Cloud services promise easy setup and no infrastructure to manage. Even your grandmother setup her own Gmail account and iTunes subscription. How hard can it be to setup an Intune Subscription?
You could just go off and sign up for the free 30-day trial accept the defaults and try it out. What you miss out on with this approach is the total experience of an integrated solution and you may find some things more difficult than they need to be. Here’s my list of ten things to plan for before deploying Microsoft Intune. This list is not a recipe card, nor is it a complete deployment guide. There are many of those already available. This list helps you get your head around some of the items that you might otherwise be unprepared for.
- Do you already have Office 365 deployed or at least a demo tenant? Office 365 has some light mobile device management features that might be sufficient for some organizations. If not sufficient, the identity service required for Office 365 can be used for Intune. In fact, I suggest that for most organizations, they shouldn’t be thinking about Intune until they have deployed Office 365.
- How are you going to manage identity? You will need to use Azure Active Directory. Are you going to use a new AD instance or are you going to connect it to your corporate AD? It’s easiest if you already have Microsoft Azure AD Connect in place to synchronize your on premise AD with Azure for other services such as Office 365. What about your domain name? Are you going use the default DomanName.onmicrosoft.com domain or your own domain name. If you are going to use your own domain name you will need to update DNS records. Are you willing and able to do that? Again this is usually already taken care of if you have Office 365 in place.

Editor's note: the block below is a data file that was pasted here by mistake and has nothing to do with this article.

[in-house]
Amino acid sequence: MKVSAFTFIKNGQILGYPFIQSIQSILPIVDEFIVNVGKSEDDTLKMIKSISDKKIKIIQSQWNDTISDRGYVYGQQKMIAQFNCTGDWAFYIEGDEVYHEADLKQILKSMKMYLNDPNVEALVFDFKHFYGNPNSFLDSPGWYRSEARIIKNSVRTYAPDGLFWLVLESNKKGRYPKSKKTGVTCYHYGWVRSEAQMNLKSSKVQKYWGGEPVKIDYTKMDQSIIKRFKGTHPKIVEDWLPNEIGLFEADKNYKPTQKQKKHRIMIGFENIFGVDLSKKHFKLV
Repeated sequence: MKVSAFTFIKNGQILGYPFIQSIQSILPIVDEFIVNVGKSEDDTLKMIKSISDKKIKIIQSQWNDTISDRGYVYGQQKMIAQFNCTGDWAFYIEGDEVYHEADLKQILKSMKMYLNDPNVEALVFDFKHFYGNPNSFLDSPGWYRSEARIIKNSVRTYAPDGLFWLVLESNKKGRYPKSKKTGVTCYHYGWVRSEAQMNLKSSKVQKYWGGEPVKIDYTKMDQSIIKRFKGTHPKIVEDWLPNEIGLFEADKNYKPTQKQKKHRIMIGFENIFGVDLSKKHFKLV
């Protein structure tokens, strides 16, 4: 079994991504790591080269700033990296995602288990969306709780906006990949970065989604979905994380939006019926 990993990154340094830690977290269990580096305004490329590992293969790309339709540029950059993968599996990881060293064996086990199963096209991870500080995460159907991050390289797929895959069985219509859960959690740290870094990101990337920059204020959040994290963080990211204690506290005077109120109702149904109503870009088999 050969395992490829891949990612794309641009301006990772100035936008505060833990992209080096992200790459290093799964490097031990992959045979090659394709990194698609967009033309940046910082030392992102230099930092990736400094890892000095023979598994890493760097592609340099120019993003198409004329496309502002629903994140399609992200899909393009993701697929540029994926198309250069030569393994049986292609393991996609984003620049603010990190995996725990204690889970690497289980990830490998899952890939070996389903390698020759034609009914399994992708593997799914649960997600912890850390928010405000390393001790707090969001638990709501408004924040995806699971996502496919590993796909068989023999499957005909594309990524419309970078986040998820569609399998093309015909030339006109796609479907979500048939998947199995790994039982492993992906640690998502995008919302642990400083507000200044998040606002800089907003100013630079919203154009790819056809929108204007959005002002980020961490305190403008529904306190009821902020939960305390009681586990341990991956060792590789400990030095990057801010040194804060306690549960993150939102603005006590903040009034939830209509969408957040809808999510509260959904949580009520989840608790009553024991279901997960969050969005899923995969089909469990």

- What policies are you going to be creating and applying to devices? Think about what you want to test from a use case scenario perspective. Don’t just turn every policy on or off.
- What devices are you going to be managing? Are they going to be corporate owned or personal (BYOD) or both? Do you have test devices available? It is not recommended to test of production devices because you might impact availability with poorly designed policy. If you are managing Windows Phones or iOS devices you will need certificates and a way to manage them (not required for android devices)
- Are you going to be integrating Intune with System Center Configuration Manager (ConfigMgr)? If you do, understand that ConfigMgr will be controlling Intune. Decoupling Intune from ConfigMgr is non-trivial and has implications that you need to plan for if you are not going roll the evaluation tenant into your production environment. If you are using System Center Configuration Manager LTSB you cannot connect to Intune.
- Are you going to be connecting Intune to Exchange or Exchange Online? This will allow you to manage Exchange mailbox policies from Intune. Do you have the necessary information, accounts, and permissions?
- What enrollment methods do you want test? Which ones make the most sense for your organization? There are many options that may or may not suit your needs.
- Are you going to publish any applications to mobile devices? If so what applications and what installation methods? It is easiest to test with applications in the devices respective App Stores. Do you have the required external links to the apps in the app stores?
- Are you going to customize the Company Portal or just use the defaults? I recommend customizing the Company Portal. This can provide useful information to device users as well as providing a level of comfort about the new technology. While the customizations are limited at this time, one of the more useful (and recommended) changes you can make is providing a custom EULA if you like.
- What are your evaluation criteria? How do you know that the evaluation has completed successfully (or unsuccessfully)?
Remember that Microsoft Intune is receiving updates every month. Be sure to check out what’s new page to see what’s been added.